It took me far too long to realize it. I hurt people who didn't need to be hurt and made promises I couldn't keep. And when everything fell apart I had an overwhelming sense of guilt that seemed to crush my entire being.

But I'm not a villain. What I did was incredibly brave. It is often easier to just let life happen to us than to make the choices that will make us happy. I've finally realized that what other people think or feel about my choices doesn't mean a whole lot to me. They don't have to live my life. I do.

So I'm beginning again.

This time in Detroit proper. And I'm in love with this city.

I live in a tiny sparsely furnished flat with my cat. I can walk and bike anywhere I want to go. And the city has so many things to offer.

My favorites:

Exploring the labyrinth that is the main branch of the Detroit Public Library. Going in without a plan, getting completely lost in the stacks, and leaving with an armful of books I would never have planned to read.

Wandering the galleries of the DIA and being brought to tears by every painting of the moon.

Waking up early on Saturdays to get fresh produce, flowers, and coffee at Eastern Market. Having little girls there tell me I'm pretty and they like my flowers. Giving flowers to said little girls.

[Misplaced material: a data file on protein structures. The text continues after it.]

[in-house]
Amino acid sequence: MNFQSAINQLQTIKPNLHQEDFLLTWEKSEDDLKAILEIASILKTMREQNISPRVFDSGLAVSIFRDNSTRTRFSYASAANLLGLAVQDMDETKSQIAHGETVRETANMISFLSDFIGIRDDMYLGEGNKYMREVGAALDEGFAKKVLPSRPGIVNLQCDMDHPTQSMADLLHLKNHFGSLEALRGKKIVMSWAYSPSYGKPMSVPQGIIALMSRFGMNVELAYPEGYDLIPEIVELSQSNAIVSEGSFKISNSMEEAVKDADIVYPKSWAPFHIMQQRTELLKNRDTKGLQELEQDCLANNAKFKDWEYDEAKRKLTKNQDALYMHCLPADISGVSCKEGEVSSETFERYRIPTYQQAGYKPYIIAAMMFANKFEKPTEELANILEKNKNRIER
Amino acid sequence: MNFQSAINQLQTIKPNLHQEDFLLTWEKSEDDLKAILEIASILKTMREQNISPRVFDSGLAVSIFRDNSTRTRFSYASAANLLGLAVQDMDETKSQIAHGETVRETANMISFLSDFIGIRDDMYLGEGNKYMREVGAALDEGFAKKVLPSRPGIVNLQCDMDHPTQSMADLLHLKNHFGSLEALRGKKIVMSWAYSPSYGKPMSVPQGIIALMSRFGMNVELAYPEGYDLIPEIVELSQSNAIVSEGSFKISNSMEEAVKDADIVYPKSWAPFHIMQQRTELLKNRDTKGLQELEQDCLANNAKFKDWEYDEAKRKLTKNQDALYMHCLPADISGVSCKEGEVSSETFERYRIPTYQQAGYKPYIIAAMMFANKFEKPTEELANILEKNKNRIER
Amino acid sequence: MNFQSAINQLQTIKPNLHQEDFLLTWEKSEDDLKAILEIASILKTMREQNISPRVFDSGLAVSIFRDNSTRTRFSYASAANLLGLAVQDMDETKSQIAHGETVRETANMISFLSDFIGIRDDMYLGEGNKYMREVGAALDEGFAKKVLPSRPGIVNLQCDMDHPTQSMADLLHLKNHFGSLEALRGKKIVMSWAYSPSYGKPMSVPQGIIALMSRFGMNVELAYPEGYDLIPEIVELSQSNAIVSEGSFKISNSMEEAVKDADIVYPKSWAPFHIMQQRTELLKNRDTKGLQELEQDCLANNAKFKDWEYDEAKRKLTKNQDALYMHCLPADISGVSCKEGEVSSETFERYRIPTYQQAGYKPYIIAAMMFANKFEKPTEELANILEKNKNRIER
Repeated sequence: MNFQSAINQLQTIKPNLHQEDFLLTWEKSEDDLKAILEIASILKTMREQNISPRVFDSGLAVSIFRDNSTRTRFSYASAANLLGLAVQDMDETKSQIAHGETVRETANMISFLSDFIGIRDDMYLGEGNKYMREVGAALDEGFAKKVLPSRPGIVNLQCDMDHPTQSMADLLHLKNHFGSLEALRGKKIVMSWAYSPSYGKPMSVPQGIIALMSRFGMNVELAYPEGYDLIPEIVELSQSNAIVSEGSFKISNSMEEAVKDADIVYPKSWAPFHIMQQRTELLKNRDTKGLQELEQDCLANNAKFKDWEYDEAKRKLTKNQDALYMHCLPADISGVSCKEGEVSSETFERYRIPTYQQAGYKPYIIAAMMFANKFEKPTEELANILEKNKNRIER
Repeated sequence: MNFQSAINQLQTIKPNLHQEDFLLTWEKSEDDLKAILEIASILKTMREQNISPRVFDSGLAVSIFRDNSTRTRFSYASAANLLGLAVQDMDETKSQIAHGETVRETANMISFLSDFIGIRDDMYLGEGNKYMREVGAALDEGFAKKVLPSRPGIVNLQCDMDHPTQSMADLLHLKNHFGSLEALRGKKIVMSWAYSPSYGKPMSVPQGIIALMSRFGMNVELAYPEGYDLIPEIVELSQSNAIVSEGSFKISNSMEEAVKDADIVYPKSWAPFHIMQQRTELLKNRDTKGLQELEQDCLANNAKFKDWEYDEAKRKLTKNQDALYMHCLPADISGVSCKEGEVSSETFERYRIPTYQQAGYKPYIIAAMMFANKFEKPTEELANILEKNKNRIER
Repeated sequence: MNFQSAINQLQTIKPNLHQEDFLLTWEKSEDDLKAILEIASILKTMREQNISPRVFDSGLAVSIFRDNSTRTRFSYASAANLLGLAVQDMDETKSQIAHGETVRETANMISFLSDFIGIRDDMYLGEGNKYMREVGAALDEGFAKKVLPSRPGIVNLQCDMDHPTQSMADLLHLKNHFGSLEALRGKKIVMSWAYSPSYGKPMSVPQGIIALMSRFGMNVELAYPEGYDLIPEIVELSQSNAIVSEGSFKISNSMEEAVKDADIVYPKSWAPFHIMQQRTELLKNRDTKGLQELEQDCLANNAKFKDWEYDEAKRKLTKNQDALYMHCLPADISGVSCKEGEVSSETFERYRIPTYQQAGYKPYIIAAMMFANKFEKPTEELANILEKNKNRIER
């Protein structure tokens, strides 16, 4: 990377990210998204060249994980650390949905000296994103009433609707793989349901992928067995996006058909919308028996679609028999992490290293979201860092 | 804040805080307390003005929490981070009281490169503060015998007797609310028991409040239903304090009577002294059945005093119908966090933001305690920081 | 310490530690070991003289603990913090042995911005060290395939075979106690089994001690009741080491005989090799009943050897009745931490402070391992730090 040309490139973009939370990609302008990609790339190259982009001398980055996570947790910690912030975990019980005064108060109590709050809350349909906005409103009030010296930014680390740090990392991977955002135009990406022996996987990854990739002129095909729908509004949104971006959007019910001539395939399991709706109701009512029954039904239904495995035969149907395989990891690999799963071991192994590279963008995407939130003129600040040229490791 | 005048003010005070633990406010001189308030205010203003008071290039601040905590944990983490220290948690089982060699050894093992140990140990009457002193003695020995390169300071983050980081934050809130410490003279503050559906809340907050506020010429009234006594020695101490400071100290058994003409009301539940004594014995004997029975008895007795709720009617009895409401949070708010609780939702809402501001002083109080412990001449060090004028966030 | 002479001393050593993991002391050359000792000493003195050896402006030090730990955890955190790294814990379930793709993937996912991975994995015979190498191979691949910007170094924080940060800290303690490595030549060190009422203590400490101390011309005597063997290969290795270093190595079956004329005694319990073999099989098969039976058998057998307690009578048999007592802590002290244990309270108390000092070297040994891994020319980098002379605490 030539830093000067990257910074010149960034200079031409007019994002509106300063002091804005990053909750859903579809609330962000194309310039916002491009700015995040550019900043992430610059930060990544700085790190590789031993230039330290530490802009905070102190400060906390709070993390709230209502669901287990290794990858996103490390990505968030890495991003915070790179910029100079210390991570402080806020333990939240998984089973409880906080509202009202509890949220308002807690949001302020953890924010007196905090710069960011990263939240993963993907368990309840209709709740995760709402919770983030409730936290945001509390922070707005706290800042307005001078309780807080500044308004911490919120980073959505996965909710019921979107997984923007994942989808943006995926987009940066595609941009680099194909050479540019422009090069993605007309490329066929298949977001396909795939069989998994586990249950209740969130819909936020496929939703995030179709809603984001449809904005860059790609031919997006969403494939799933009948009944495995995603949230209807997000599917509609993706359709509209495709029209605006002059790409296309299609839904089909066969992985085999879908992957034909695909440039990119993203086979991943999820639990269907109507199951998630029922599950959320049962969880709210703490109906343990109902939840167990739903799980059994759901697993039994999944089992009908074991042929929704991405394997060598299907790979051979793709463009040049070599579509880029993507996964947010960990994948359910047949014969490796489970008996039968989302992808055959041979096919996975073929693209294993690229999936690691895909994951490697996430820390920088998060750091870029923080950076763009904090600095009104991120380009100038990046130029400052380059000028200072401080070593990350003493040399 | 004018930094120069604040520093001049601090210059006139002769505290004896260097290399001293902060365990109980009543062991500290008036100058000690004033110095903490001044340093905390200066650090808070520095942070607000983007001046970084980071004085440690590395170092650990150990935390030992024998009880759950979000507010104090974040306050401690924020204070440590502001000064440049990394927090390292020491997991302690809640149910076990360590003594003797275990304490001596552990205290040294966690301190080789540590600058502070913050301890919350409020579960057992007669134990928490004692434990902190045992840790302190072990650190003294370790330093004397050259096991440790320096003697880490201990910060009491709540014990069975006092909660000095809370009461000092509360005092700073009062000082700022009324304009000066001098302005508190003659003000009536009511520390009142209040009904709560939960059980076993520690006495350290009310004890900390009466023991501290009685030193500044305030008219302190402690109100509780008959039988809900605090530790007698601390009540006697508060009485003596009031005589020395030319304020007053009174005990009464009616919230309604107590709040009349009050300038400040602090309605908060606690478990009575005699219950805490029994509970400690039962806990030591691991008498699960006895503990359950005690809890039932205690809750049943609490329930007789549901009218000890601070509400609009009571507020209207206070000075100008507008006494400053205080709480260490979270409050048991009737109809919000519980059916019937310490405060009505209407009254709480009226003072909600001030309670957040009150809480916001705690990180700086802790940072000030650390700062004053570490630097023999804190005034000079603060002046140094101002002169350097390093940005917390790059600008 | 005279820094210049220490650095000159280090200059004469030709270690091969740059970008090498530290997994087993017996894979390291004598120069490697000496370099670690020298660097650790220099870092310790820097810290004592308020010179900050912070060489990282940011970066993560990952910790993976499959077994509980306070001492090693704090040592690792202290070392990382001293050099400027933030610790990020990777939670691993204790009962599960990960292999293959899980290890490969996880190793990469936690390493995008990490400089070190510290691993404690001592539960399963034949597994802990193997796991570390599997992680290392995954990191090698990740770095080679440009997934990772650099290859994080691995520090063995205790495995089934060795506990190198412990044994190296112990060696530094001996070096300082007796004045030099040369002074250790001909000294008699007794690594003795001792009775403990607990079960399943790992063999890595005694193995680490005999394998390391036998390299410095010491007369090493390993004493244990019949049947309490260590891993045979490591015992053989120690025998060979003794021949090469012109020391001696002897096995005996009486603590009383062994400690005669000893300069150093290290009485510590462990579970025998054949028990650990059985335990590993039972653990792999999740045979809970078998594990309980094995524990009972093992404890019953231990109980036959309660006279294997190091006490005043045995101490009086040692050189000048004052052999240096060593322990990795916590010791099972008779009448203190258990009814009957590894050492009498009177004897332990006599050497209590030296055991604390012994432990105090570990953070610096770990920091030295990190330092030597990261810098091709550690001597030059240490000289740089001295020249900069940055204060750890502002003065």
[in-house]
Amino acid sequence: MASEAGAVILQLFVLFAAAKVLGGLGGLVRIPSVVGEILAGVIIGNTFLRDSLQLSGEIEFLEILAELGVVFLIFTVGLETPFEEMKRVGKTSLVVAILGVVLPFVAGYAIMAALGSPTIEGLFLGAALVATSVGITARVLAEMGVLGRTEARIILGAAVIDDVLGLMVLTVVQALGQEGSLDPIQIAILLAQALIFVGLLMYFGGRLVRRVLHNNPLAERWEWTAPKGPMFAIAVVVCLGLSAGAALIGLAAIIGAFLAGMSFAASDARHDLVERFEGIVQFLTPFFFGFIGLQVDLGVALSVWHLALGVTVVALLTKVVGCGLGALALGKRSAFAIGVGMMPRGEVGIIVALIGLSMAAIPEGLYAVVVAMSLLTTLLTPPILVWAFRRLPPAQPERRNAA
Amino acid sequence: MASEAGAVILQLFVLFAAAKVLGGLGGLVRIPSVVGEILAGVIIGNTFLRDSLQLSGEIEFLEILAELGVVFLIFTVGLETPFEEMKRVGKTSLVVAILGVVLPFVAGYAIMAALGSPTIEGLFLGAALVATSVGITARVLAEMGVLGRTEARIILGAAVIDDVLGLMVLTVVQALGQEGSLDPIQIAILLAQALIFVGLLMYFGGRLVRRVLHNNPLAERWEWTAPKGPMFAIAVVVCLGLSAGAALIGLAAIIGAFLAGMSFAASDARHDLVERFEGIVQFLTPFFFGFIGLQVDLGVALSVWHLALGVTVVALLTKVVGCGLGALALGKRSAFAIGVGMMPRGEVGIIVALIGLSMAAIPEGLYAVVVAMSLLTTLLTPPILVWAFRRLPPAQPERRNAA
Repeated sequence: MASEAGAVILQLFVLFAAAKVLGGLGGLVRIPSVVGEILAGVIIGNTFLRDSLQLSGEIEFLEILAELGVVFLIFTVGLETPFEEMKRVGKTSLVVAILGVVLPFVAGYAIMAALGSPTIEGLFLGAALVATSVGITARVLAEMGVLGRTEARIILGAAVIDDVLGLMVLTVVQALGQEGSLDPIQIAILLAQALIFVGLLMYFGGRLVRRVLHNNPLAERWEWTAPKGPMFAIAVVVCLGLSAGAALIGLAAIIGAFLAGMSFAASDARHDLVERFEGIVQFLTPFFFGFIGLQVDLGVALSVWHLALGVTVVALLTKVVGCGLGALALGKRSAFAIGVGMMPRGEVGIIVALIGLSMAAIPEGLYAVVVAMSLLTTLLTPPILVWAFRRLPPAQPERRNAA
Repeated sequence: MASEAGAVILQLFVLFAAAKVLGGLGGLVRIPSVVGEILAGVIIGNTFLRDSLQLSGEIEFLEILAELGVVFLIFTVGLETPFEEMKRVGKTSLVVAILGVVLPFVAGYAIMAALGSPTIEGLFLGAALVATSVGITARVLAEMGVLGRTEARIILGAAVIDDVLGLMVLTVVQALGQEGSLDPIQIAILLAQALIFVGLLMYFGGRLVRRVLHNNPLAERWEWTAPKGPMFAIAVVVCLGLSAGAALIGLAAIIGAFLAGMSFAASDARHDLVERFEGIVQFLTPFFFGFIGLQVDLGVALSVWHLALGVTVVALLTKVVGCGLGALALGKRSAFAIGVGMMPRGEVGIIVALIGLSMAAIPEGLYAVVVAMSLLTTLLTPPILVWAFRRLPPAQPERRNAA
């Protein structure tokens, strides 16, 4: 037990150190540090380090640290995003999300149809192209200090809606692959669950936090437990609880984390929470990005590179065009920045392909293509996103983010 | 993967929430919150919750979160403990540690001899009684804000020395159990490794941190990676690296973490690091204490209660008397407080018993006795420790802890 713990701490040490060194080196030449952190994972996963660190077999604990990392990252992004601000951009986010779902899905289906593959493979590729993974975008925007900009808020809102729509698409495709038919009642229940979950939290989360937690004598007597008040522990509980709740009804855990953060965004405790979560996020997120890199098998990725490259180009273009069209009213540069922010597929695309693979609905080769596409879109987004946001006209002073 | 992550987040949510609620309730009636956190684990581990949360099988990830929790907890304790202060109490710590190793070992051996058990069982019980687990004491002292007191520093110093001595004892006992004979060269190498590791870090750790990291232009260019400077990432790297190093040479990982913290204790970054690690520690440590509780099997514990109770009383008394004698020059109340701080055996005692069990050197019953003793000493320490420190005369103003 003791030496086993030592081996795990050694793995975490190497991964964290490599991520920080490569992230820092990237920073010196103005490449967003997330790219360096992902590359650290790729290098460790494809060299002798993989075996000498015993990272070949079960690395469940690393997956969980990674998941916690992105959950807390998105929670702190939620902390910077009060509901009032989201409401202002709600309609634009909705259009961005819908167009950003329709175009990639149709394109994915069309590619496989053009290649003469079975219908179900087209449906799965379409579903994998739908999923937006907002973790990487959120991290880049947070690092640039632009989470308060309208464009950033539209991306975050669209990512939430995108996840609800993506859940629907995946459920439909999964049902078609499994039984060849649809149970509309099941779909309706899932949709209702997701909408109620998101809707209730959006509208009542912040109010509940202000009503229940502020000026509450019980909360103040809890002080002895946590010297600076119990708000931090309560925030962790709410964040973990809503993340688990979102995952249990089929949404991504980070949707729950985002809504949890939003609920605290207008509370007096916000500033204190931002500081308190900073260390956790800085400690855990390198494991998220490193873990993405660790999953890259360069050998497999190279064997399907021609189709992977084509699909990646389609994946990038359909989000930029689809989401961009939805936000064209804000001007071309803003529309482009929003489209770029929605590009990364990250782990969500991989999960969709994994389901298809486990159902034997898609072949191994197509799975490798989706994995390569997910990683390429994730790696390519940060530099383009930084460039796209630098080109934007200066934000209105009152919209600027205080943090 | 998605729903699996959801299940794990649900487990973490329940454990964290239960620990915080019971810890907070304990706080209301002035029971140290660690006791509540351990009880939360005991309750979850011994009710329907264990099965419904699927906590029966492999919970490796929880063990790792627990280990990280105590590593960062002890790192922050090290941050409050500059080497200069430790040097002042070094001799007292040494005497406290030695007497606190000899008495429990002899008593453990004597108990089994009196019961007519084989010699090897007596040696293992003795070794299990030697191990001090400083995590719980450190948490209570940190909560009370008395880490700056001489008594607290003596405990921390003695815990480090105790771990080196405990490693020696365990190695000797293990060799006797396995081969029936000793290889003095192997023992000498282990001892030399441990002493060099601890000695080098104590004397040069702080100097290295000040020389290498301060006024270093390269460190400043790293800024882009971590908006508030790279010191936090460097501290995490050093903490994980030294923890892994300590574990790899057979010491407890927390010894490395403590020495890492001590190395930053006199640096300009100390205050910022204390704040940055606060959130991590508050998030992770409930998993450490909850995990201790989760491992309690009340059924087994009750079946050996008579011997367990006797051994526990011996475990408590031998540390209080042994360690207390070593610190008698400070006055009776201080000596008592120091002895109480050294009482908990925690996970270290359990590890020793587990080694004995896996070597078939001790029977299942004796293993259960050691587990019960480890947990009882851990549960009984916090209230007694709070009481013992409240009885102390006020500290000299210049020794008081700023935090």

Late-night drunken fires and archery tournaments in backyards full of chickens and gardens.

It's lovely. It's perfect. It feels like home.


Sunday, June 9, 2013

bourbon & ginger

We spent a long weekend wandering through Kentucky. It was the first time we'd ever let ourselves be spontaneous on a road trip. We went without a schedule or reservations. It was amazing. We did more in four days than I ever would have thought. We saw cities, small towns, and the country-side. We ate some of the best southern food I've ever tasted. And we drank loads of Kentucky Bourbon.

I'm a beer drinker, but I will occasionally drink a whiskey drink. My drink of choice is Whiskey & Ginger. This homemade version was inspired by all of the amazing cocktails I had in Kentucky.

Bourbon & Ginger

bourbon & ginger

Ginger Ale recipe from my photo journal

1 ginger root, peeled & thinly sliced
1 cup sugar
2 cups water
club soda
2 limes
Kentucky Bourbon

Heat ginger, water, and sugar in a small saucepan. Simmer for 10 minutes until sugar is dissolved. Remove from heat and strain to remove ginger from syrup. Allow syrup to cool. Mix 1 part bourbon, 1 part ginger syrup, and 3 parts club soda. Squeeze a bit of lime juice into the glass, and garnish with a slice of lime.